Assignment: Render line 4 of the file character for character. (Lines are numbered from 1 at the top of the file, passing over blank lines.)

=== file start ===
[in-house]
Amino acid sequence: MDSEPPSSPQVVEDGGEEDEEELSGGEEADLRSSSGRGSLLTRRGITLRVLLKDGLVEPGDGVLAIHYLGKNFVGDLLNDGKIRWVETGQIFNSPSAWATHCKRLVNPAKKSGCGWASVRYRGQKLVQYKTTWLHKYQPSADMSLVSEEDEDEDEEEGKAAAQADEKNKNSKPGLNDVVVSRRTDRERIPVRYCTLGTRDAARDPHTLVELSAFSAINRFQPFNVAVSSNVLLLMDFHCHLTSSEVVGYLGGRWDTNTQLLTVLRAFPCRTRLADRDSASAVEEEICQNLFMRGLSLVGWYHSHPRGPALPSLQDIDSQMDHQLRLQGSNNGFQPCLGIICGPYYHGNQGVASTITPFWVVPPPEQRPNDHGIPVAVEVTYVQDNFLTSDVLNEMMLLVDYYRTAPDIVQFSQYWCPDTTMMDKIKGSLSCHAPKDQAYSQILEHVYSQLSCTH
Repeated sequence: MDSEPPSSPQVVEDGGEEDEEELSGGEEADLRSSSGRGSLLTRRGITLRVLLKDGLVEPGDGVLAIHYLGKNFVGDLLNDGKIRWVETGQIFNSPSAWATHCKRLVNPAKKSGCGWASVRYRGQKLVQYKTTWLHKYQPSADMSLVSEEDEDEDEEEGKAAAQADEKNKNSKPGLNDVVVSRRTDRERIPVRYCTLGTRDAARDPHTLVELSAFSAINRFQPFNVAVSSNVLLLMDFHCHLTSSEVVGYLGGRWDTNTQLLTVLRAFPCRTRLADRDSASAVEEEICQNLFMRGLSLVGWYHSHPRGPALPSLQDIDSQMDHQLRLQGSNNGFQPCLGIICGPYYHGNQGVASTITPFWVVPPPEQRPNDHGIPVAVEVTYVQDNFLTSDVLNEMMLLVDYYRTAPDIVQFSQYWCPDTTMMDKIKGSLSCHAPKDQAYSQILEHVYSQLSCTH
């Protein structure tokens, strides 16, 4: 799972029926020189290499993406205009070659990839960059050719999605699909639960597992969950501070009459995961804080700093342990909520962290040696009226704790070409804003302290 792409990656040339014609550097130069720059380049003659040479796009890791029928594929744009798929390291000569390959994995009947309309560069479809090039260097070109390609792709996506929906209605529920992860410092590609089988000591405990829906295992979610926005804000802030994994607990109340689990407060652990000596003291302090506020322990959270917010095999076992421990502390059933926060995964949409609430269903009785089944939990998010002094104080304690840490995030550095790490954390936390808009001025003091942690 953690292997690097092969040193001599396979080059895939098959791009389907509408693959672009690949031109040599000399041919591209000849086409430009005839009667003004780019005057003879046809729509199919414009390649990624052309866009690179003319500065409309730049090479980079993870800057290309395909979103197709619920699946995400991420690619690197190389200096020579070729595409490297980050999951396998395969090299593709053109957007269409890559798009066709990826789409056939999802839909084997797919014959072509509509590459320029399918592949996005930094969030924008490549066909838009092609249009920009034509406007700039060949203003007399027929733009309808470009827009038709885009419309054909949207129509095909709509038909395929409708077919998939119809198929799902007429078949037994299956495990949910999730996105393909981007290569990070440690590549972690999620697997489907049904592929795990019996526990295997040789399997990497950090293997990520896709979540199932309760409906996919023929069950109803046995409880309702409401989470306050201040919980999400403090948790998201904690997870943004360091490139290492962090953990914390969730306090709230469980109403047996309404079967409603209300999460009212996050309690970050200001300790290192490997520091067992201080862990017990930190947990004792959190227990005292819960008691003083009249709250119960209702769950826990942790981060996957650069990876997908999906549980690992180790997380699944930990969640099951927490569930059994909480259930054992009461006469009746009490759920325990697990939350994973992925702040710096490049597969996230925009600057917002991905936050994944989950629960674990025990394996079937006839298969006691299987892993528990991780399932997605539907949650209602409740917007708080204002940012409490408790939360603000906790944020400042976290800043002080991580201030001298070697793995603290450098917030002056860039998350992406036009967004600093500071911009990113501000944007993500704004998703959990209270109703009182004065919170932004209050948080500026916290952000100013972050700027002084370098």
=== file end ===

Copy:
């Protein structure tokens, strides 16, 4: 799972029926020189290499993406205009070659990839960059050719999605699909639960597992969950501070009459995961804080700093342990909520962290040696009226704790070409804003302290 792409990656040339014609550097130069720059380049003659040479796009890791029928594929744009798929390291000569390959994995009947309309560069479809090039260097070109390609792709996506929906209605529920992860410092590609089988000591405990829906295992979610926005804000802030994994607990109340689990407060652990000596003291302090506020322990959270917010095999076992421990502390059933926060995964949409609430269903009785089944939990998010002094104080304690840490995030550095790490954390936390808009001025003091942690 953690292997690097092969040193001599396979080059895939098959791009389907509408693959672009690949031109040599000399041919591209000849086409430009005839009667003004780019005057003879046809729509199919414009390649990624052309866009690179003319500065409309730049090479980079993870800057290309395909979103197709619920699946995400991420690619690197190389200096020579070729595409490297980050999951396998395969090299593709053109957007269409890559798009066709990826789409056939999802839909084997797919014959072509509509590459320029399918592949996005930094969030924008490549066909838009092609249009920009034509406007700039060949203003007399027929733009309808470009827009038709885009419309054909949207129509095909709509038909395929409708077919998939119809198929799902007429078949037994299956495990949910999730996105393909981007290569990070440690590549972690999620697997489907049904592929795990019996526990295997040789399997990497950090293997990520896709979540199932309760409906996919023929069950109803046995409880309702409401989470306050201040919980999400403090948790998201904690997870943004360091490139290492962090953990914390969730306090709230469980109403047996309404079967409603209300999460009212996050309690970050200001300790290192490997520091067992201080862990017990930190947990004792959190227990005292819960008691003083009249709250119960209702769950826990942790981060996957650069990876997908999906549980690992180790997380699944930990969640099951927490569930059994909480259930054992009461006469009746009490759920325990697990939350994973992925702040710096490049597969996230925009600057917002991905936050994944989950629960674990025990394996079937006839298969006691299987892993528990991780399932997605539907949650209602409740917007708080204002940012409490408790939360603000906790944020400042976290800043002080991580201030001298070697793995603290450098917030002056860039998350992406036009967004600093500071911009990113501000944007993500704004998703959990209270109703009182004065919170932004209050948080500026916290952000100013972050700027002084370098």